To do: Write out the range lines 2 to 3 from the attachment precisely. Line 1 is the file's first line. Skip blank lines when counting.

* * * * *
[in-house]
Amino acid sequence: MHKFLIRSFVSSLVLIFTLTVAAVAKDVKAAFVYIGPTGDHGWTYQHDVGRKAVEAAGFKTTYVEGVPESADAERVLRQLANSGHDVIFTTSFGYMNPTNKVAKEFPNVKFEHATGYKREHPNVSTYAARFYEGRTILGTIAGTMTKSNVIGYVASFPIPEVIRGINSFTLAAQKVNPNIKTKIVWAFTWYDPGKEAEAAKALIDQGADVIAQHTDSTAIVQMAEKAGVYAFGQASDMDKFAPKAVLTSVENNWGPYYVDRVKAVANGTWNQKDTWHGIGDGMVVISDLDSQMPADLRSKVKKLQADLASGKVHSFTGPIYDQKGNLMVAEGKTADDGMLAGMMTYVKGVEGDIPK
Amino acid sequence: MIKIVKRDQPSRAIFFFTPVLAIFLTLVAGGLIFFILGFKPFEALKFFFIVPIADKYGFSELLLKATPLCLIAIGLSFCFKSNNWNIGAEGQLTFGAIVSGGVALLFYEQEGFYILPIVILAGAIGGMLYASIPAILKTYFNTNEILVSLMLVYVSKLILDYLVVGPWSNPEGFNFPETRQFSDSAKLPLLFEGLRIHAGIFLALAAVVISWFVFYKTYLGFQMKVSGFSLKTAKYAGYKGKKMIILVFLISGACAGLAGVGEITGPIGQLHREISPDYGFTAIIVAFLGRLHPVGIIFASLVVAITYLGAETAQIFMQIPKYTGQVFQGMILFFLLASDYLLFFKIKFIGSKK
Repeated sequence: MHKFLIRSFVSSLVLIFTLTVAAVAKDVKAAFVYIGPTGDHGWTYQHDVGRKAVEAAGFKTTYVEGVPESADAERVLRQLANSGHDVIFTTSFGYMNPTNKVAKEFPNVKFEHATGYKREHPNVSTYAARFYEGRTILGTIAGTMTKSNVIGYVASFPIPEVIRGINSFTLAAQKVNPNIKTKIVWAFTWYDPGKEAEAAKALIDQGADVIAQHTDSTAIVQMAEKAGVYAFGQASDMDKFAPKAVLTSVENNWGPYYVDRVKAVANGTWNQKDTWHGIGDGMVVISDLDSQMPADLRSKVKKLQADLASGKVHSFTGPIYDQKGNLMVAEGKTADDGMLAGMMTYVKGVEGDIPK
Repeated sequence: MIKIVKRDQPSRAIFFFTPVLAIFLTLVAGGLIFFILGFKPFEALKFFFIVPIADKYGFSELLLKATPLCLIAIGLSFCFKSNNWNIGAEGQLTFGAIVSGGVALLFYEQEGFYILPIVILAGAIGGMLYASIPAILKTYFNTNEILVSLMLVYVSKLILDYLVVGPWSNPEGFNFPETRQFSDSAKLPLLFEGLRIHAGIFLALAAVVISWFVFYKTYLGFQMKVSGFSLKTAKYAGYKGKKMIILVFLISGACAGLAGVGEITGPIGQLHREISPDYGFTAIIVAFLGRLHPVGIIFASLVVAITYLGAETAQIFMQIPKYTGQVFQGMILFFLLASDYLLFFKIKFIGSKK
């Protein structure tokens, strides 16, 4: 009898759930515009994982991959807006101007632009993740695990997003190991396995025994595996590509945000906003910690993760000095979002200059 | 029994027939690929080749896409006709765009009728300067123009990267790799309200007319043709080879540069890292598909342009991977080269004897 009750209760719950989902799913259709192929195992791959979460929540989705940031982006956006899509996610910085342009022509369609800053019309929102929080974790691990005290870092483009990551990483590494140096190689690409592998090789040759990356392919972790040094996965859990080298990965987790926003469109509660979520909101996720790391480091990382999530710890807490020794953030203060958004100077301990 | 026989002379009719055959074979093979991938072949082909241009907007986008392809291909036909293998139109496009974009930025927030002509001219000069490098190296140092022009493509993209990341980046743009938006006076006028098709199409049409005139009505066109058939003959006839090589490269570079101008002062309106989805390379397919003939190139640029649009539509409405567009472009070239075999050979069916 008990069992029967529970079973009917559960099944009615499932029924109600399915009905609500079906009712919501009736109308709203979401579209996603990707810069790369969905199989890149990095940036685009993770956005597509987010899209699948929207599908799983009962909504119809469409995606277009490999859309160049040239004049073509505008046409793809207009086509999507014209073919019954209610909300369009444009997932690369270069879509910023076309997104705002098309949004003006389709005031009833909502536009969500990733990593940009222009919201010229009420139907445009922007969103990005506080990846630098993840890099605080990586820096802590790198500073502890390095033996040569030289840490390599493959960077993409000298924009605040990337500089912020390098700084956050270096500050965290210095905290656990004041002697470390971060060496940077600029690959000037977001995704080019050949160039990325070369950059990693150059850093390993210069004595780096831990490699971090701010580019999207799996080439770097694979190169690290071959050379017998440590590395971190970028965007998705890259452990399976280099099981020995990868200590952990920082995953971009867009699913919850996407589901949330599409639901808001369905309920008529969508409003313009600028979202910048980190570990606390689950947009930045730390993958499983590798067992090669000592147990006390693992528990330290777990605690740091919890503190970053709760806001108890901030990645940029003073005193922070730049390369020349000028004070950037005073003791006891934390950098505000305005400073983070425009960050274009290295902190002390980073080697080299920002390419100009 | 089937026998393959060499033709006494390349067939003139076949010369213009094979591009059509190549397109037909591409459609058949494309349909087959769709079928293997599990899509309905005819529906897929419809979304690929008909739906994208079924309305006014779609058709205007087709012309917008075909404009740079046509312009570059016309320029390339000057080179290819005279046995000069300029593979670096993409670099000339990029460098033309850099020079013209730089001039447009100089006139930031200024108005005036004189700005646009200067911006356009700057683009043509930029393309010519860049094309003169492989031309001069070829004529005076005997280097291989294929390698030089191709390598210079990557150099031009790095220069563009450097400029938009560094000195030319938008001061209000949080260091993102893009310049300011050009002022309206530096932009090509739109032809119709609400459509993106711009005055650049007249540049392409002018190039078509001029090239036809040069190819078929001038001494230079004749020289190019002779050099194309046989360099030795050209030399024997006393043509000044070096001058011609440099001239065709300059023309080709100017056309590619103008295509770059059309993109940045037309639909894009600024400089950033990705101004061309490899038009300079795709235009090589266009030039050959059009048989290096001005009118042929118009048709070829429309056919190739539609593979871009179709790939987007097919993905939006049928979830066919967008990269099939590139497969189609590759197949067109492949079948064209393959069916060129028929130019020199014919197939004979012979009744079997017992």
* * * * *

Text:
Amino acid sequence: MHKFLIRSFVSSLVLIFTLTVAAVAKDVKAAFVYIGPTGDHGWTYQHDVGRKAVEAAGFKTTYVEGVPESADAERVLRQLANSGHDVIFTTSFGYMNPTNKVAKEFPNVKFEHATGYKREHPNVSTYAARFYEGRTILGTIAGTMTKSNVIGYVASFPIPEVIRGINSFTLAAQKVNPNIKTKIVWAFTWYDPGKEAEAAKALIDQGADVIAQHTDSTAIVQMAEKAGVYAFGQASDMDKFAPKAVLTSVENNWGPYYVDRVKAVANGTWNQKDTWHGIGDGMVVISDLDSQMPADLRSKVKKLQADLASGKVHSFTGPIYDQKGNLMVAEGKTADDGMLAGMMTYVKGVEGDIPK
Amino acid sequence: MIKIVKRDQPSRAIFFFTPVLAIFLTLVAGGLIFFILGFKPFEALKFFFIVPIADKYGFSELLLKATPLCLIAIGLSFCFKSNNWNIGAEGQLTFGAIVSGGVALLFYEQEGFYILPIVILAGAIGGMLYASIPAILKTYFNTNEILVSLMLVYVSKLILDYLVVGPWSNPEGFNFPETRQFSDSAKLPLLFEGLRIHAGIFLALAAVVISWFVFYKTYLGFQMKVSGFSLKTAKYAGYKGKKMIILVFLISGACAGLAGVGEITGPIGQLHREISPDYGFTAIIVAFLGRLHPVGIIFASLVVAITYLGAETAQIFMQIPKYTGQVFQGMILFFLLASDYLLFFKIKFIGSKK